Pasiphae and the Bull. Why Did They Mate?

In Greek mythology, Pasiphae was the daughter of the personification of the Sun, Helios. Pasiphae was immortal, and as a queen of Crete, but she is perhaps best known for her relationship with a bull, and for being the mother of the mythical creature, the Minotuar. 

Read on to learn about Pasiphae and the bull. Why did they mate? Who is Pasiphae related to? How did she die? All this and more. 

Who is Pasiphae?

Mosaic of Pasiphae in the Gaizantep Museum, Turkey
Mosaic of Pasiphae in the Gaizantep Museum, Turkey

Pasiphae was the goddess of witchcraft, and was a highly skilled practitioner in the field, too. Perhaps the most famous example of Pasiphae using her witchcraft skills in myth is when she poisoned the semen of her husband, King Minos of Crete, as a way of punishing him for his infidelity. The poisoned ejaculate of King Minos also harmed whoever he lay with unfaithfully. 

Being the daughter of deities, Pasiphae herself immortal and had divine powers. Pasiphae was widely worshipped in mainland Greece, but she was held in particularly high regard in Sparta. Spartan leaders (ephors) would pray at the shrine of Pasiphae in Sparta in order to seek prophetic dreams and solutions to their problems. 

Pasiphae’s Family

Helios - Anton Raphael Mengs (18th Century)
Helios – Anton Raphael Mengs (18th Century)

Pasiphae was the daughter of the sun-god Helios and the ocean-nymph Perseis. Many also believed that Pasiphae was the daughter of the actual island of Crete

Her siblings included Circe, Perses, and Aeeta. Her origins were in Colchis, and she married King Minos to become the queen of Crete

Pasiphae’s offspring include Ariadne, Androgeus, Phaedra, and the Minotuar. It was from the relationship between Pasiphae and the bull that the latter of these came into existence. . 

Why did Pasiphae fall in love with a bull? 

Heracles and the Cretan Bull - Picart (1731)
Heracles and the Cretan Bull – Picart (1731)

Pasiphae fell in love with the Cretan Bull after Poseidon cursed her and made her lust for the animal. It is believed that the curse placed on Pasiphae was not a punishment for her actions, but rather because of the actions of her husband, King Minos. 

Poseidon had given King Minos a white bull for sacrificial purposes. So impressed by the stature of the bull, though, Minos decided not to sacrifice it, instead keeping it alive for himself. Poseidon – who is widely known for his vengeful fury – was furious with King Minos and made Pasiphae fall in love with the bull as punishment. Pasiphae and the bull later mated, and the Minotaur was born.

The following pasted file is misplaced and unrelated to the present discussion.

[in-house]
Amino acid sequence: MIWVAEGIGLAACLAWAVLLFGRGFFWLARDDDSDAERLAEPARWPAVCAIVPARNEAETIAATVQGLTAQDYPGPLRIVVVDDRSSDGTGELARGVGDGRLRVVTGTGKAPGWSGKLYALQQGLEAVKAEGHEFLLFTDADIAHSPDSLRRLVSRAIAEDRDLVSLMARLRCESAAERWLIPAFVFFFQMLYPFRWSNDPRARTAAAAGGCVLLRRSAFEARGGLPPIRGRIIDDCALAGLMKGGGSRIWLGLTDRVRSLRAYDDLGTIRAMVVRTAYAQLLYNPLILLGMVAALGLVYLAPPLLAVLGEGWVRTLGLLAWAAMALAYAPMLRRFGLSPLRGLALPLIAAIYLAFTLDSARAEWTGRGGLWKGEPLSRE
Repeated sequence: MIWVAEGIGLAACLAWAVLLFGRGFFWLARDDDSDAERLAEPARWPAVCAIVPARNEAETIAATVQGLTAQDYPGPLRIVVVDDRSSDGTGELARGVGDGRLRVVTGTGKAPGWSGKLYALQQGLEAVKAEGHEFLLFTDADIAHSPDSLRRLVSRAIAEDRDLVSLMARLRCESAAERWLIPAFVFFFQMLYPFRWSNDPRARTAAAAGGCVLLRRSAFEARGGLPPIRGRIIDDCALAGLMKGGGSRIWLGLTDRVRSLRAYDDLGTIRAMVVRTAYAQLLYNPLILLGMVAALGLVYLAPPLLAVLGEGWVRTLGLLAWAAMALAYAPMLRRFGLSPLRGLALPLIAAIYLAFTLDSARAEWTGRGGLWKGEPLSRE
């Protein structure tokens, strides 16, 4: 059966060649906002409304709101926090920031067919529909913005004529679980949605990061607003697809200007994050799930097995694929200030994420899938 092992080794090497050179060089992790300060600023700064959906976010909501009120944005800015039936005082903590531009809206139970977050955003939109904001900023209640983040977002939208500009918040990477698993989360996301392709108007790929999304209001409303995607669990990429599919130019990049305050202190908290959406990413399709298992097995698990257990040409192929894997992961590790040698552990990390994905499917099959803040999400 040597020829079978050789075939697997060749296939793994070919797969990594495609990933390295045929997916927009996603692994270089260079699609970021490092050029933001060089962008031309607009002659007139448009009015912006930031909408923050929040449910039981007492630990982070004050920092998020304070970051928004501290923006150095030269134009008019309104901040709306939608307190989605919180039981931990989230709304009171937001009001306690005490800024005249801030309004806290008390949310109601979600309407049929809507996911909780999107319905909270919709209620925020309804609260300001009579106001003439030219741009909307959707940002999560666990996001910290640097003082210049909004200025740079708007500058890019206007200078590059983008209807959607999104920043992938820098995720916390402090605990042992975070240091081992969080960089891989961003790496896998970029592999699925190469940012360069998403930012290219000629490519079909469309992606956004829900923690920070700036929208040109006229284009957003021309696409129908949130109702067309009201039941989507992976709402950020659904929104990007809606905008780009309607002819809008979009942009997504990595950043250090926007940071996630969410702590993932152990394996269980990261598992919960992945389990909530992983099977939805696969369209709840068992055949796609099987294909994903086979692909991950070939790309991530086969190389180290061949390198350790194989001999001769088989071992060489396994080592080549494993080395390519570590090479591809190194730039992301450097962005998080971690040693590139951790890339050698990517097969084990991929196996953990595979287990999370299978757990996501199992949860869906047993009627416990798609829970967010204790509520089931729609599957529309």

Who is Pasiphae’s son?

Theseus and the Minotaur
Theseus and the Minotaur

The Minotaur was the son of Pasiphae and the bull. When the Minotaur was born, King Minos was so horrified by the half-man, half-bull creature that he locked Pasiphae’s son away in a Labyrinth that was created by the mythical Greek architect Daedalus. 

With the help of Ariadne, the Greek hero Theseus later killed the Minotaur to end a yearly sacrifice of Athenians that King Minos demanded of the Athenians. As punishment for the murder of his son, Androgeus, Minos called for seven Athenian young men and seven Athenian maidens to be sent every seventh year to be feasted upon by the Minotaur. 

It was just before the third sacrifice that Theseus vowed to kill the creature. Using a ball of thread given to him by Ariadne, Thesues was able to navigate the Cretan Labyrinth and slay the Minotaur. 

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1 thought on “Pasiphae and the Bull. Why Did They Mate?”

  1. In Minos’ time, they worshipped Pasiphae, a zoophile who even hired a skilled carpenter to help her accommodate the lover she desired, as a goddess. In the Middle Ages they’d have burned her as a witch. Today we’d give her SSRIs and counseling!


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